Communication is vital, bottomless in importance to the world and possibly beyond. Communication is also ever changing, one of the least stagnant things we have. New words are created, used and some are adopted into everyday language, even accepted into our dictionaries. The world is full of different languages, different cultures and endless groups of people with endless interests and goals.
Esperanto was started as a way to link people with different cultures and languages. If everyone could understand one universal language then we could all communicate no matter what part of the planet we are from or where our cultural background takes us.
Would you learn a new language? At least a few words? Would you like to be able to give a friendly greeting to anyone in the world, anywhere, no matter what languages each of you use to communicate day to day?
Esperanto (help·info) is the most widely spoken constructed international auxiliary language. Its name derives from Doktoro Esperanto (Esperanto translates as ‘one who hopes’), the pseudonym under which L. L. Zamenhof published the first book detailing Esperanto, the Unua Libro, in 1887. Zamenhof’s goal was to create an easy-to-learn and politically neutral language that would foster peace and international understanding between people with different regional and/or national languages.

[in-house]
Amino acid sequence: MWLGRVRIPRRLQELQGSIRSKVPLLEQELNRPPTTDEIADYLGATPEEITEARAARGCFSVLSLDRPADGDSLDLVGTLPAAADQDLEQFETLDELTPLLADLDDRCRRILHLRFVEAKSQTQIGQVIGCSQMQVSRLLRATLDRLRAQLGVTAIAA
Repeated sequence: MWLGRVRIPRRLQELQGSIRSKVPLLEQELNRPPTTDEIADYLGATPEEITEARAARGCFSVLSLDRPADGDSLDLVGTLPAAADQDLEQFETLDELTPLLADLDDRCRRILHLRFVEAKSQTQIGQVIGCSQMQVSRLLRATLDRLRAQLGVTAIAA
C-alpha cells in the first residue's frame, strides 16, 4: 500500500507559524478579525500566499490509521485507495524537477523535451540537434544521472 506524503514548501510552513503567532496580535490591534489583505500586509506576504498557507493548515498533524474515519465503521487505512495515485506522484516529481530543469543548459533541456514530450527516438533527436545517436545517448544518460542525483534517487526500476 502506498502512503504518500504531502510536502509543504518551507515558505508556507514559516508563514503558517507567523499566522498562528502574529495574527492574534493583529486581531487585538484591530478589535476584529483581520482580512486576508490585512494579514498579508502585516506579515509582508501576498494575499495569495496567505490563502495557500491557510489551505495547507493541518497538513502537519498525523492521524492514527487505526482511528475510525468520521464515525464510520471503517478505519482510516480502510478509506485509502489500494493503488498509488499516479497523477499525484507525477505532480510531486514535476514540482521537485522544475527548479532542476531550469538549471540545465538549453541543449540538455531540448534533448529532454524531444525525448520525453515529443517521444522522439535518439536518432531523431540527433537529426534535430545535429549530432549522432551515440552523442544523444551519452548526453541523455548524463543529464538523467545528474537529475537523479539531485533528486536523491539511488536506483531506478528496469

Esperanto was created in the late 1870s and early 1880s by Dr. Ludwig Lazarus Zamenhof, an ophthalmologist of mixed cultural heritage from Bialystok, then part of the Russian Empire. According to Zamenhof, he created this language to foster harmony between people from different countries.
After some ten years of development, which Zamenhof spent translating literature into Esperanto as well as writing original prose and verse, the first book of Esperanto grammar was published in Warsaw in July 1887. The number of speakers grew rapidly over the next few decades, at first primarily in the Russian Empire and Eastern Europe, then in Western Europe, the Americas, China, and Japan. In the early years, speakers of Esperanto kept in contact primarily through correspondence and periodicals, but in 1905 the first world congress of Esperanto speakers was held in Boulogne-sur-Mer, France. Since then world congresses have been held in different countries every year, except during the two World Wars. Since the Second World War, they have been attended by an average of over 2,000 and up to 6,000 people. Zamenhof’s name for the language was simply La Internacia Lingvo “the International Language”.